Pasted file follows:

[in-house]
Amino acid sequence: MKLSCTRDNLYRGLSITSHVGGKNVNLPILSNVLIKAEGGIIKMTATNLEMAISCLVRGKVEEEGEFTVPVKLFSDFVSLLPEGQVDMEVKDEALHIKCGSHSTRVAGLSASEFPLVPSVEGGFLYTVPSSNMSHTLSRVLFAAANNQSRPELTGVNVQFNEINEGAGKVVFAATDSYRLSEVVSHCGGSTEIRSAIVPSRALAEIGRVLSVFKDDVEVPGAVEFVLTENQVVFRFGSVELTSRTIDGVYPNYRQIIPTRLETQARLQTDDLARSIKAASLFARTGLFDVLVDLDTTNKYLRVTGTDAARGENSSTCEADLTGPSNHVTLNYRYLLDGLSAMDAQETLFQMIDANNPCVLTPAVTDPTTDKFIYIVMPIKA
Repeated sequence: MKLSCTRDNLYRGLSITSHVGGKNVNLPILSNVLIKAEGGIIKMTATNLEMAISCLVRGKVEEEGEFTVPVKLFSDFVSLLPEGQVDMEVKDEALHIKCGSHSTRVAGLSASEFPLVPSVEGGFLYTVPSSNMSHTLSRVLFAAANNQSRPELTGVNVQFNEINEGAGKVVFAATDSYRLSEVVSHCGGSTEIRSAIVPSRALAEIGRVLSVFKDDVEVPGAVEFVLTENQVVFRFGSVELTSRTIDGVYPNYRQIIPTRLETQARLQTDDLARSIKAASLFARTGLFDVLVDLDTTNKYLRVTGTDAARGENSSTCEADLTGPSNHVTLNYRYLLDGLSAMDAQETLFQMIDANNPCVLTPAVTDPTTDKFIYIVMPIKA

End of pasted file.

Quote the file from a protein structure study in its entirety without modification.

[in-house]
Amino acid sequence: MKLSCTRDNLYRGLSITSHVGGKNVNLPILSNVLIKAEGGIIKMTATNLEMAISCLVRGKVEEEGEFTVPVKLFSDFVSLLPEGQVDMEVKDEALHIKCGSHSTRVAGLSASEFPLVPSVEGGFLYTVPSSNMSHTLSRVLFAAANNQSRPELTGVNVQFNEINEGAGKVVFAATDSYRLSEVVSHCGGSTEIRSAIVPSRALAEIGRVLSVFKDDVEVPGAVEFVLTENQVVFRFGSVELTSRTIDGVYPNYRQIIPTRLETQARLQTDDLARSIKAASLFARTGLFDVLVDLDTTNKYLRVTGTDAARGENSSTCEADLTGPSNHVTLNYRYLLDGLSAMDAQETLFQMIDANNPCVLTPAVTDPTTDKFIYIVMPIKA
Repeated sequence: MKLSCTRDNLYRGLSITSHVGGKNVNLPILSNVLIKAEGGIIKMTATNLEMAISCLVRGKVEEEGEFTVPVKLFSDFVSLLPEGQVDMEVKDEALHIKCGSHSTRVAGLSASEFPLVPSVEGGFLYTVPSSNMSHTLSRVLFAAANNQSRPELTGVNVQFNEINEGAGKVVFAATDSYRLSEVVSHCGGSTEIRSAIVPSRALAEIGRVLSVFKDDVEVPGAVEFVLTENQVVFRFGSVELTSRTIDGVYPNYRQIIPTRLETQARLQTDDLARSIKAASLFARTGLFDVLVDLDTTNKYLRVTGTDAARGENSSTCEADLTGPSNHVTLNYRYLLDGLSAMDAQETLFQMIDANNPCVLTPAVTDPTTDKFIYIVMPIKA